To not do so, in and of itself, would be unethical behavior since the person was hired explicitly for such contribution (Chryssides and Kaler 1993). For example, assume a businessman must pretend to support a social cause for which he has no interest whatsoever because it is important to a customer. The customer invites him to a fundraiser dinner and talks about the cause on several occasion. The businessman bluffs by pretending to be interested in the cause, but really only play along to secure the customer’s continued business.
Businessmen often tell lies (bluff) in order to keep customers happy and most important of all to keep his company happy. Findings During my research I have found that various people have different perceptions of business bluffing. Some see it be ethical and essential for business success. Others, on the other hand, don’t see it as an option. According to them business bluffing is wrong and it pays to be honest. Personally, I am against business bluffing. I also believe that it pays to be honest.
Take the Ford Pinto incident as an example; if they were honest from the beginning they would have saved themselves a lot of money and their reputation. Do to others what you would like others to do to you. There are a lot of elements in managing a business that can ensure a healthy profit like, efficient purchase management, quality control management, marketing etc. I also found that most people like myself, don’t agree with business bluffing because it includes lies and deceiving people. Because they want to keep their jobs, they eventually participate in business bluffing.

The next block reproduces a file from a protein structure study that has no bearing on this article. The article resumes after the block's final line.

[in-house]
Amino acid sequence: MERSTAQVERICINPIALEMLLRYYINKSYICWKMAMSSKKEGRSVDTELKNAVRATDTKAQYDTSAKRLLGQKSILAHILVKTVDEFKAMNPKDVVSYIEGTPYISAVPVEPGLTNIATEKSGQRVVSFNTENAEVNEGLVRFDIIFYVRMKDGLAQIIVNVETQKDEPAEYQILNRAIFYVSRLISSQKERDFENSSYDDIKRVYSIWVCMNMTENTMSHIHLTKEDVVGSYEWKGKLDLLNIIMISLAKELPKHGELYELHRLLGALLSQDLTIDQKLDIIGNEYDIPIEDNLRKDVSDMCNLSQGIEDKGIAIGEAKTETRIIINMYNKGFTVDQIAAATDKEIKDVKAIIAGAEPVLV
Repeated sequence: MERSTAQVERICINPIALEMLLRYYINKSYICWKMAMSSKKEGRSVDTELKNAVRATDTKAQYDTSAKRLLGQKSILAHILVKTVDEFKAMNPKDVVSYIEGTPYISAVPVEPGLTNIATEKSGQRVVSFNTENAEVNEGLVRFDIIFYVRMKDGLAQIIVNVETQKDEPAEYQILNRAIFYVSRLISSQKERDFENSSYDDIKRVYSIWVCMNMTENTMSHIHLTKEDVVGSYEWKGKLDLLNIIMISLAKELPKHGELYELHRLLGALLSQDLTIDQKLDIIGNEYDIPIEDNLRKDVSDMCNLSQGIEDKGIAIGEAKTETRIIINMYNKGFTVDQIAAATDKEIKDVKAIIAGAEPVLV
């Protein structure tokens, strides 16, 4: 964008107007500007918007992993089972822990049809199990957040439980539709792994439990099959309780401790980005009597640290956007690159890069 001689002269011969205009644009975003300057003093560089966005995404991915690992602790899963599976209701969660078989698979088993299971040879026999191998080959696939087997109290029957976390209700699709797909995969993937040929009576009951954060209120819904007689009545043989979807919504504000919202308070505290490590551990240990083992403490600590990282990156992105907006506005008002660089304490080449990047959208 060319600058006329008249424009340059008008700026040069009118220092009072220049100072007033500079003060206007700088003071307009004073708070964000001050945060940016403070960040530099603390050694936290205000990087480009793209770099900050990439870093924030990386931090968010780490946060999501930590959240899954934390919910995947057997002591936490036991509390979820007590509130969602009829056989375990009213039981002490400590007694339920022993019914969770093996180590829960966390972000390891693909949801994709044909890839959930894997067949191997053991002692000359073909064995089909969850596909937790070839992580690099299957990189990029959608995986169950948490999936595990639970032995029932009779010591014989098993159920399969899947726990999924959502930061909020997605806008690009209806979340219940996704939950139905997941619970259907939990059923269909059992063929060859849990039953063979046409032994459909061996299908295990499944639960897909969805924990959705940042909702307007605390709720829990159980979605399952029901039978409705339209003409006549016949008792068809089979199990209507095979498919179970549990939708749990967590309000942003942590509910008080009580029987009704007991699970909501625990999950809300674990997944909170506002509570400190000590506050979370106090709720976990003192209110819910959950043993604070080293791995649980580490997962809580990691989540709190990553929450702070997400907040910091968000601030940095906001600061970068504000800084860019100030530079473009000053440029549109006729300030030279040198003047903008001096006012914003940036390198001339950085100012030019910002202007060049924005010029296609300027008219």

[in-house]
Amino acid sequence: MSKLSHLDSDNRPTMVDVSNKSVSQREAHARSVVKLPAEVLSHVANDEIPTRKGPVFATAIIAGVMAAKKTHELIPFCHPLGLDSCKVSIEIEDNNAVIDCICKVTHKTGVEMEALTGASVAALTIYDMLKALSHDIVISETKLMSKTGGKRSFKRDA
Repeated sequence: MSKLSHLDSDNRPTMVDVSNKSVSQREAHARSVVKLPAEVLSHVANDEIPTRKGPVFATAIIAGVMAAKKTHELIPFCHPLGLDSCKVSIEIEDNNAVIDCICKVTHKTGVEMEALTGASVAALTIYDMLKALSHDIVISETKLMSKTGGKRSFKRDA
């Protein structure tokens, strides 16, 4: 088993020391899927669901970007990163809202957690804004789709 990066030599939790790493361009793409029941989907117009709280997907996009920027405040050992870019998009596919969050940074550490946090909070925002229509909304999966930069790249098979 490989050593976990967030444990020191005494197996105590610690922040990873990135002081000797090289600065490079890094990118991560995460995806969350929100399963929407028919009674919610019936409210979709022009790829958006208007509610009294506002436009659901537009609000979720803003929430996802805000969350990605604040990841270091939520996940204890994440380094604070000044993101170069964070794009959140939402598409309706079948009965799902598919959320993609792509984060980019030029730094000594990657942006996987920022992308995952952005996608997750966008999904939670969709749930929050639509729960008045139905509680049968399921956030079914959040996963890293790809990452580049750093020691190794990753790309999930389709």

People that bluff in business aren’t necessarily bad people but that is just the way things are done in the business world. People comfort themselves with the fact that business is merely a game and they are just playing the game. It has no connection to their personal life in a single way. They see it as two separate lives. To conclude I state the following: Money makes the world go round… It turns even the most honest people into liars and deceivers. Recommendations Based on my findings I recommend that business people should not take part in business bluffing.
If the company forces you to lie to or deceive people, resign and find a new job. Dishonesty should not be an option. Be honest at all costs no matter what, the truth will always pay because what comes around goes around. Trough being honest in life and in business, one will achieve great success and set a good example for others to follow. If every person follows this little bit of advice, the world will be a better place. References Anon 2003. Profits Before People. Canada & the World Backgrounder; vol. 68, issue 6, May 2003, pp. 24-28.